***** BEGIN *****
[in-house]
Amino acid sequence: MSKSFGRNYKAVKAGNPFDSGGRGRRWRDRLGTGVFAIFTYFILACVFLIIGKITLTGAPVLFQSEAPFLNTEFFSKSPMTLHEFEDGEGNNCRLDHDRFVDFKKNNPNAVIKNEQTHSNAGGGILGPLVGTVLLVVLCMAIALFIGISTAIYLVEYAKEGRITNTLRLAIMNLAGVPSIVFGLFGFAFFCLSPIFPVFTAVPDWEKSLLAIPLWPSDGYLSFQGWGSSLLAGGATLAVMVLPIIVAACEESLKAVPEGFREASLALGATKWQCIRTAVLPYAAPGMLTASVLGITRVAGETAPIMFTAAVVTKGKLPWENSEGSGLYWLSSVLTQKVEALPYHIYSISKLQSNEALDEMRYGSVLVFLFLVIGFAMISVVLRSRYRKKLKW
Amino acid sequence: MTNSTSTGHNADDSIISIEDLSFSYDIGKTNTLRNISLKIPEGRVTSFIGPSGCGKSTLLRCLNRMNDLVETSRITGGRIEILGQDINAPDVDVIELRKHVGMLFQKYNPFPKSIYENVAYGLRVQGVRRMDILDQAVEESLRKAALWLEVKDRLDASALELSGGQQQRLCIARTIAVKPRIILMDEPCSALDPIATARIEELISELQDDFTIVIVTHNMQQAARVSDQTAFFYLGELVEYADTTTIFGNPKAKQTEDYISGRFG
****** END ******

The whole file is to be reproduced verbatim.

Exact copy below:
[in-house]
Amino acid sequence: MSKSFGRNYKAVKAGNPFDSGGRGRRWRDRLGTGVFAIFTYFILACVFLIIGKITLTGAPVLFQSEAPFLNTEFFSKSPMTLHEFEDGEGNNCRLDHDRFVDFKKNNPNAVIKNEQTHSNAGGGILGPLVGTVLLVVLCMAIALFIGISTAIYLVEYAKEGRITNTLRLAIMNLAGVPSIVFGLFGFAFFCLSPIFPVFTAVPDWEKSLLAIPLWPSDGYLSFQGWGSSLLAGGATLAVMVLPIIVAACEESLKAVPEGFREASLALGATKWQCIRTAVLPYAAPGMLTASVLGITRVAGETAPIMFTAAVVTKGKLPWENSEGSGLYWLSSVLTQKVEALPYHIYSISKLQSNEALDEMRYGSVLVFLFLVIGFAMISVVLRSRYRKKLKW
Amino acid sequence: MTNSTSTGHNADDSIISIEDLSFSYDIGKTNTLRNISLKIPEGRVTSFIGPSGCGKSTLLRCLNRMNDLVETSRITGGRIEILGQDINAPDVDVIELRKHVGMLFQKYNPFPKSIYENVAYGLRVQGVRRMDILDQAVEESLRKAALWLEVKDRLDASALELSGGQQQRLCIARTIAVKPRIILMDEPCSALDPIATARIEELISELQDDFTIVIVTHNMQQAARVSDQTAFFYLGELVEYADTTTIFGNPKAKQTEDYISGRFG